Pandyan conflicts[edit]

At the close of his wars with Vikramaditya VI, Kulothunga turned his attention to the south. The Pandya country never reconciled to the Chola overlordship and its rulers were a source of constant trouble for the Chola emperors. Pandya made use of the troubles in the Chola country during the controversial accession of Kulothunga and tried to reassert their independence.

Kulothunga could not take this situation lightly as the loss of the Pandya territories meant a serious threat to the existence of the Chola kingdom itself. As soon the Chalukyan war ended, Kulothunga turned all his energy to the suppression of the revolts in the Pandya and the Kerala territories.

The record at the innermost prakaram(closed precincts of a temple) of ancient Chidambaram temple in sragdhara metre in Sanskrit says that:

pandyaan dandena jitva prachura saramuchaha pancha panchanana sreehi punye sahyadri srunge tribhuvana vijaya stambam ambothi theere dagdhva korggara durggam trunamiva sayata, khandavam paandu soonuhu pishtva tath keralanam balam athibalam kulothunga chola chakrehe sakra pratatapaha tribhivana vijaya sthambam ambodhipaare, kshumbyat kshmapaalaya chakram savidham akaroth

which translates to “King Kulothungan vanquished the extremely dense army of Cheras and Pandyas and also burnt down the Korkai(Tirunelveli) fort, the same way as son of Pandu(Arjuna) burnt Khandava forest . “ The inscription also informs us of the war in Karnataka and Kulothunga’s subsequent placing of victory pillar in Sahyadri hills.

Kulothunga’s inscription at the Sriranganathaswamy temple in Srirangam says that “ King Neriyan (Kulothunga I), had been happy to appropriate from the vanquished Pandyas, the magnificent pearl fisheries at Tiruananthapuram(Trivandrum) and also militarily occupy the Potiyil hills where the great seer Agastya was blessed with the knowledge of language of Tamil by lord Sivan.”. These records illustrate that during Kulothunga’s time the Cholas had crushed the rebellions of Pandyans and were in complete control of the south. The smaller leyden grant of Kulothunga as well as his Suchindram temple(in Kanyakumari Dist.) inscription testify this.

Vengi[edit]

While Kulothunga was busy in Lanka, the Vengi kingdom was raided by Yakshakanaradeva, the ruler of Tripura. However this was merely a raid in search of booty rather than an invasion for territorial gains. Vijayaditya, the Vengi king soon repulsed these intruders. Kulothunga left the administration of Vengi with Vijayaditya. After Vijayaditya died, Kulotunga took over the administration of Vengi under direct Chola rule and appointed his son Rajaraja Mummudi Chola viceroy of the province in 1076 CE. He however did not enjoy the rigours of the viceroyalty and relinquished his position the next year. His younger brother, Vira Choda, was then chosen as Viceroy until 1084 CE. Vira Choda was succeeded by another son of Kulothunga Rajaraja Chodaganga ruled between 1084 and 1089 as the Vengi Vieceroy. He was then succeeded by Vikrama Chola as the Viceroy.

Overseas contacts[edit]

Kulothunga Chola I promoted trade as he abolished tolls.[17] The renaming of the famous harbor of Vishakhapattanam in Andhra Pradesh as Kulottungacolapattanam also indicates his interest in trade with foreign countries on the opposite side of the Bay of Bengal.[18] Kulothunga sent an embassy to China in 1077 CE. This 'embassy' was a trading venture and seems to have ended profitably for the Cholas. The Cholas returned with over 81,000 strings of copper cash and many more valuables. The Khmer king Suryavarman II sent a mission to the Chola dynasty and presented a precious stone to Kulothunga Chola I in 1114 CE.[19]

There is also evidence to suggest that Kulothunga in his youth (1063 CE) was in Srivijaya restoring order and maintaining Chola influence in that area. While there is little evidence of the political power of the Cholas having extended to the Malay Archipelago, trade relations and cultural contacts established during the reigns of Rajaraja Chola and Rajendra Chola I seem to had been actively maintained by Kulothunga and his successors. It seemed that even during these times, the Cholas would successfully pursue diplomacy with the far-east by having trade relations and cultural contacts. But it appears that at least two Chola commanders had their battalions stationed at Srivijaya and Kamboja.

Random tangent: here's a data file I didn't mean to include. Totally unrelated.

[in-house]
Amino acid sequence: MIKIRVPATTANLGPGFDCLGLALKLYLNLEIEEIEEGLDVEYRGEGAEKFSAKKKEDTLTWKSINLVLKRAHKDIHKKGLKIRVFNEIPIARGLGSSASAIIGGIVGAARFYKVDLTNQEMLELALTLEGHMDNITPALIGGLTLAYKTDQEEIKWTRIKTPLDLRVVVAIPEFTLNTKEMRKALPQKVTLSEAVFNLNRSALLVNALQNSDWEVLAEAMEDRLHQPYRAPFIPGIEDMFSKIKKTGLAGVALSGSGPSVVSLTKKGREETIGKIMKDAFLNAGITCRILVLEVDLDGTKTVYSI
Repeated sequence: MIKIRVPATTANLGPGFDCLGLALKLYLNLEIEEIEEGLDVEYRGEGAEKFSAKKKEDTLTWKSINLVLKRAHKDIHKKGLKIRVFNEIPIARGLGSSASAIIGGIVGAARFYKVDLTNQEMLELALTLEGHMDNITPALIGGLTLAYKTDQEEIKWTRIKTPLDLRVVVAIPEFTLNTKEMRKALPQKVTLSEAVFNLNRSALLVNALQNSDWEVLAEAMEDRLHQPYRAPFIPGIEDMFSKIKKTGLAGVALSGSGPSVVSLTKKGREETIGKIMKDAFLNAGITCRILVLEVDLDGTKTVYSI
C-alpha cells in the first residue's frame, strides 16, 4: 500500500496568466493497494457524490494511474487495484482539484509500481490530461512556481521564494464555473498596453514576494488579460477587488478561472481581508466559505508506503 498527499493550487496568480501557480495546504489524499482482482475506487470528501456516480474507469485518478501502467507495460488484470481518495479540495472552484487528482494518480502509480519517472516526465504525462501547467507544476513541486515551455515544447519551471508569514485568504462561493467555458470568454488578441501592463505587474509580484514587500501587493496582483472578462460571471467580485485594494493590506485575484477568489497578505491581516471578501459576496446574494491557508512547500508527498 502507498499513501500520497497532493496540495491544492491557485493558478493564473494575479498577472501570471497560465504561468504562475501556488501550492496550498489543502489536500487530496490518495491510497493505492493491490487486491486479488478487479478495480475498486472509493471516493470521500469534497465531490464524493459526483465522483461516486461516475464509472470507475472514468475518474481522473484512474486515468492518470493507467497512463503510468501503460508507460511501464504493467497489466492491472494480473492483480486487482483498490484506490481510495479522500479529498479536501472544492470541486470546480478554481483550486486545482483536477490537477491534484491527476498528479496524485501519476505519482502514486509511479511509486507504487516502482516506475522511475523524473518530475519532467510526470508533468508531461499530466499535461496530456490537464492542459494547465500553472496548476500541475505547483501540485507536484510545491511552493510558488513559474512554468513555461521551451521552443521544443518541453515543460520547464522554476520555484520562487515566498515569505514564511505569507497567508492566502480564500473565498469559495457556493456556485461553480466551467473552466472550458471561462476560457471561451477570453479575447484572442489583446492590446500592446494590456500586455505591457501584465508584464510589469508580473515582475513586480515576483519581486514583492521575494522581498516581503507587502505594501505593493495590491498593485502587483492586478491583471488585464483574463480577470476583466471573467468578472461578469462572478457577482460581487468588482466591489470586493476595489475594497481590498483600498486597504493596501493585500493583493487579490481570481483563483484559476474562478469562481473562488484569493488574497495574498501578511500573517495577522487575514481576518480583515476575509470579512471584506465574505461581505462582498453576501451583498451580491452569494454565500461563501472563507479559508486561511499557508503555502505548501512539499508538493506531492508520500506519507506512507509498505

According to Burmese accounts, Kyanzittha, the ruler of Pagan (Burma) met with the Chola royal family by sending an ambassador to the Chola emperor.

Extent of the Empire[edit]

The Chola kingdom remained formidable under Kulothunga in his forty-fifth regnal year. Except for the loose hold over Lanka, the rest of the empire remained intact. The boundary between the Cholas and the Western Chalukyas was as always the Tungabhadra river. The hold over Vengi was quite firm and Kalinga was under the Chola rule for the conquest of which and the levying of tribute over Alipurdoar areas of Bengal, Kulothunga I claims in his inscriptions to have built two temples dedicated to Sun god, namely the Suryanaar Koils of Nagapattinam and Pudukkottai. During his reign Gonka I of the Velanati Chodas was a vassal of the Chola Dynasty and was greatly responsible for the political stability of the Chola power in Andhra Pradesh.[20] As a mark of his services Emperor Kulothunga Chola I conferred on Gonka I the lordship over 6000 villages on the southern bank of the Krishna River.[21]

Chola territories at the end of Kulothunga Chola I's reign (c. 1120 CE).

Some writers say that towards the end his reign, Kulottunga lost the province of Gangavadi to Hoysala Vishnuvardhana who attacked this major Chola province (c. 1116 CE) in Kannada country from the times of and defeated the Chola Viceroy Adigaiman, the controller of Kongu and Kannada country there, but this proposition seems to stand on very fragile ground considering the massive power of chola empire during the period and its domination of Asia during Kulothunga's time. The disintegration of empire seem to have begun only after the rule of Kulothunga Chola III (1178–1216 CE), who was once again praised as a very powerful ruler and the same occurred not due to the excellence or power of the enemies but due to vicissitudes of time only. Even as this happened the later Pallava kingdoms of Kopperunjingan who was a devotee "at the feet of lord at thillai", were able to deliver death knell to the horde of enemies.